And then, right back, early on in the Old Testament, the first great saint of God, after all the sad events connected with man’s fall, was Enoch, and he is singled out in the New Testament as an outstanding man of God. And this is what the Book of Genesis says about Enoch in Genesis 5:21 through 24:

“When Enoch had lived 65 years, he became the father of Methuselah. And after he became the father of Methuselah, Enoch walked with God 300 years and had sons and daughters. Altogether, Enoch lived 365 years. Enoch walked with God; then he was no more, because God took him away.” (NIV)

See, the great, outstanding fact about the life of Enoch, as recorded for us in Scripture, is that Enoch walked with God and ultimately he just disappeared. Somebody said that one day after they’d walked together for 300 years, the Lord said to Enoch, “Well it’s much nearer to my place than it is to yours; why don’t you come on home with me,” and Enoch was no more. That’s just a theory.

Now, I want to take the New Testament picture of Enoch, in Hebrews 11:5, the commentary:

“By faith Enoch was taken from this life, so that he did not experience death; he could not be found, because God had taken him away. For before he was taken, he was commended as one who pleased God.” (NIV)

How did he please God? By walking with God. How did he walk with God? By faith. So that’s God’s purpose. It’s God’s invitation to share fellowship with Him, expressed in walking with Him.

Now, in my talks this week I’m going to deal with one great, basic requirement for walking with God which is Agreeing with God.

This is stated so clearly in Amos 3, verse 3, which says this. It’s a question.

“Can two walk together, unless they are agreed?” (NKJ)

To agree means to harmonize in our ways and thoughts. So we cannot walk with God unless we learn to harmonize with God in His ways and His thoughts. However, the Bible also makes it clear that by nature, God’s ways and thoughts are quite different from ours. This is stated with great clarity and emphasis in Isaiah, chapter 55, verses 6 through 9, where the Lord is speaking through the prophet, and He says this:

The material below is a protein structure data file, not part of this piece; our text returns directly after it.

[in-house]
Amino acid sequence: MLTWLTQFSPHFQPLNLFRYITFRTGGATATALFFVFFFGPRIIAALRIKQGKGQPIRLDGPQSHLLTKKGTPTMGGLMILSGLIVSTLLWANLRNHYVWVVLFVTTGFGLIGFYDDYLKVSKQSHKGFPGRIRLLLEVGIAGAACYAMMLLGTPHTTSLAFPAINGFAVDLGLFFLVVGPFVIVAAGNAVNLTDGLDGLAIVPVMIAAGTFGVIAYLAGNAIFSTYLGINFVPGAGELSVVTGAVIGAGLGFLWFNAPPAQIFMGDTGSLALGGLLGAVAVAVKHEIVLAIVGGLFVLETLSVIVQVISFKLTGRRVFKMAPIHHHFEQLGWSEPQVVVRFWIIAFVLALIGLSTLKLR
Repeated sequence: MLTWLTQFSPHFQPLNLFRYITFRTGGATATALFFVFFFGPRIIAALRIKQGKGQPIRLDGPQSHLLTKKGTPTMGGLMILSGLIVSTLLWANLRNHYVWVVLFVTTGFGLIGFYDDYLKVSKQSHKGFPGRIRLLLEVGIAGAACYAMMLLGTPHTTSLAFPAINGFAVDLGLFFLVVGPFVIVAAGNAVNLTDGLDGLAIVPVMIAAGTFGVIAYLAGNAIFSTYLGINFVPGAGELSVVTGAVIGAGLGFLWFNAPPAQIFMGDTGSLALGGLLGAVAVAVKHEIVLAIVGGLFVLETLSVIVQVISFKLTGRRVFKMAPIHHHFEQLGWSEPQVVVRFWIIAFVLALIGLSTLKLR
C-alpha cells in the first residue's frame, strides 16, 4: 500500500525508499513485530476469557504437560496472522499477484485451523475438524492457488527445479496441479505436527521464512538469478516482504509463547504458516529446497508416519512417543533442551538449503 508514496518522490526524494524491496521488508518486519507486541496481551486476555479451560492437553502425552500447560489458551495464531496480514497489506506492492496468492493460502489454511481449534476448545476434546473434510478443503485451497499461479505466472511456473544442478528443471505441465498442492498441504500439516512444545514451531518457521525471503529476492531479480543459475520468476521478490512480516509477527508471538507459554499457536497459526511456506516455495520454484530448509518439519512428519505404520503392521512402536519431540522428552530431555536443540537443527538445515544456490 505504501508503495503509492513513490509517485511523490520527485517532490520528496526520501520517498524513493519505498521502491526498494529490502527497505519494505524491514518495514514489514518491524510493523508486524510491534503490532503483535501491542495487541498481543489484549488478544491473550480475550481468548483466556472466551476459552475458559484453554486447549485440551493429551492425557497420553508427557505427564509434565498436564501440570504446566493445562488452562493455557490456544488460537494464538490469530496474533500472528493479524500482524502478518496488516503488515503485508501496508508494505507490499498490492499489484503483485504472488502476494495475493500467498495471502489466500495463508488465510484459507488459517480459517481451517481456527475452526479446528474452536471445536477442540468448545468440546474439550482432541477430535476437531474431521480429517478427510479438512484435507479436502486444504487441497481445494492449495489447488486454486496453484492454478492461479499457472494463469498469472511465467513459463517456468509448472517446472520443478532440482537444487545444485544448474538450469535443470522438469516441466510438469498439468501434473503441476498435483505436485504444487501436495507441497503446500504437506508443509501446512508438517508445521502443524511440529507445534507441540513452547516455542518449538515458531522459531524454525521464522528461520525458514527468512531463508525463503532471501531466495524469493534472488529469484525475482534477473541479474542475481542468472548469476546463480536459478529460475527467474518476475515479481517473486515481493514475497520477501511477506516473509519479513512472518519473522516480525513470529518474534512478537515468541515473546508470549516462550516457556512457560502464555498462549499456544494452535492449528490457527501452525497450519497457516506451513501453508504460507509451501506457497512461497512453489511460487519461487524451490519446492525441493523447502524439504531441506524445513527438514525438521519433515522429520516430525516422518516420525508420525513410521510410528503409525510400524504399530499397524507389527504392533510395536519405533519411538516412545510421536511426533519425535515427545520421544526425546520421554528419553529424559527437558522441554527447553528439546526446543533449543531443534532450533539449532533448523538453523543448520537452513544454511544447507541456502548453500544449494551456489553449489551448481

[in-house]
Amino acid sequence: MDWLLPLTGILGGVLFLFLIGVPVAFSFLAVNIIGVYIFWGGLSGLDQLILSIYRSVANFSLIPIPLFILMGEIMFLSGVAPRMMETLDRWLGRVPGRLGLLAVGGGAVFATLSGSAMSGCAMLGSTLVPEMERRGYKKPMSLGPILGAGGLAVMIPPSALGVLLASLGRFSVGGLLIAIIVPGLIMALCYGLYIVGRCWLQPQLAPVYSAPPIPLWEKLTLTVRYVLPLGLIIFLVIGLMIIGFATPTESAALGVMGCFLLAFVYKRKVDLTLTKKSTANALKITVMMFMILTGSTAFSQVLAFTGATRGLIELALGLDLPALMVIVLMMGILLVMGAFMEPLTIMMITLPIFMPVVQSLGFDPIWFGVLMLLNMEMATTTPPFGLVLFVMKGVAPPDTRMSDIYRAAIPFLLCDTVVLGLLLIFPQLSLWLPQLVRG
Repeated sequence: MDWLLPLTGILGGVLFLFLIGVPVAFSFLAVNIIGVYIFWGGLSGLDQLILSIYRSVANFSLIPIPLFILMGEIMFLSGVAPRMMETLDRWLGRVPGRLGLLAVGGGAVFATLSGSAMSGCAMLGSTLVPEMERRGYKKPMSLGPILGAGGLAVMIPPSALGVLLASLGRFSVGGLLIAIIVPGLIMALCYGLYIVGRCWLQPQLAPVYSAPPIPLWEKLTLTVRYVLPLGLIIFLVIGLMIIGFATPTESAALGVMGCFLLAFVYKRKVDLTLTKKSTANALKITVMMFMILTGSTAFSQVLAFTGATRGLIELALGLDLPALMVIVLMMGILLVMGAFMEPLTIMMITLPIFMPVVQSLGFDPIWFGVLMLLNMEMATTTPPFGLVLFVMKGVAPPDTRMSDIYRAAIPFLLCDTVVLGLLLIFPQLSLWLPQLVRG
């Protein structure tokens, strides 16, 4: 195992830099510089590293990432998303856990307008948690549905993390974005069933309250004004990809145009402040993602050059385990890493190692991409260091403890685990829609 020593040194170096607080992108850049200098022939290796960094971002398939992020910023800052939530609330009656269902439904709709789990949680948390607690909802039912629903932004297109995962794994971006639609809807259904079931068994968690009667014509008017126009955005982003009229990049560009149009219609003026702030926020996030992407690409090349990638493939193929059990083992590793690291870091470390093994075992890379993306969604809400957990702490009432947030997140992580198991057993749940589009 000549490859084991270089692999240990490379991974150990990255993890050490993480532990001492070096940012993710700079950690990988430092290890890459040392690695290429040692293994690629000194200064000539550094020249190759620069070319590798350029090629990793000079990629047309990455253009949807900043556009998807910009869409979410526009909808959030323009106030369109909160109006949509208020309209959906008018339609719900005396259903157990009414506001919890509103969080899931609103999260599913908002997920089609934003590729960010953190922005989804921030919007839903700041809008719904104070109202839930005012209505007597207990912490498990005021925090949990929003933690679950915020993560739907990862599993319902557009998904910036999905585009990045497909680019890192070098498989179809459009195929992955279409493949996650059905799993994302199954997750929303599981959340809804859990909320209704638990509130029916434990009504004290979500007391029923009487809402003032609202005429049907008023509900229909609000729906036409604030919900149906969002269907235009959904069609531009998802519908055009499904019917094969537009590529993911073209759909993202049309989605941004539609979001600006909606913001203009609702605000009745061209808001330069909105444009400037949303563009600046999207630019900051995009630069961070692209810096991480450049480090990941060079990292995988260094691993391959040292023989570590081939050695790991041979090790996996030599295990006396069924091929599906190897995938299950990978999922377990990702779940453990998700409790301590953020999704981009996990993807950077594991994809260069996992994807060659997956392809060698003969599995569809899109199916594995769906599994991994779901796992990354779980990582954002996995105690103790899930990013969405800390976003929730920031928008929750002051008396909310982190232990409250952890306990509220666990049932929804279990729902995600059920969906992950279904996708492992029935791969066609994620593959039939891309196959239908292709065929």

“Seek the Lord while he may be found; call on him while he is near. Let the wicked forsake his way and the evil man his thoughts. Let him turn to the Lord, and he will have mercy on him, and to our God, for he will freely pardon. [Notice that when we turn to God, it’s not enough merely to turn in outward act, but what really matters is our inward ways and thoughts. That’s what has to be forsaken, our own ways and our own thoughts in order to turn to God and to relate to God and be reconciled with God. And then God goes on and tells us why:] ‘For my thoughts are not your thoughts, neither are your ways my ways,’ declares the Lord. ‘As the heavens are higher than the earth, so are my ways higher than your ways and my thoughts than your thoughts.’” (NIV)

So God says emphatically, clearly, “My thoughts are not your thoughts; my ways are not your ways. The way you think is not the way I think. Your natural ways,” God says to man, “are not in harmony with mine.” In fact, He says, there is an immeasurable gap, “as the heavens are higher than the earth,” that’s the measurement of the gap between God’s ways and God’s thoughts, and our ways and our thoughts.

Now we need to lay hold in this connection of one other very important fact which is really in a way very simple and very obvious, but nevertheless, it needs to be stated. It’s stated by God in Malachi, chapter 3 and verse 6, where the Lord says:

“I the Lord do not change.” (NIV)

I’m sure really, when we meditate on that, we see it’s obvious. It’s good that God doesn’t change because He’s perfect and any change would have to be a change for the worse. But God is unchanging. He does not change and His ways and His thoughts are not going to be modified; they’re not going to be adjusted; they’re not going to be altered. Well, that leaves only one option for you and me—if we want to agree with God, if we want to bring our ways and our thoughts into line with those of God, what is the only remaining, logical option? It’s very clear. God doesn’t change. His ways and thoughts are not ours, so there’s only one possibility which is that you and I change our ways and our thoughts. That’s the only way we can agree with God. It’s the only way we can harmonize with God. And therefore, it’s the only way that we can walk with God because Scripture says, “Can two walk together unless they be agreed, unless they are in harmony with one another.” So there has to be a deep, radical change of our ways and thoughts.

Tomorrow I’ll explain this more fully, but our time is up for today. I’ll be back with you again tomorrow at this time. Tomorrow I’ll be explaining how God has made it possible for us to bring our ways and thoughts into line with His.

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Code: RP-R112-101-ENG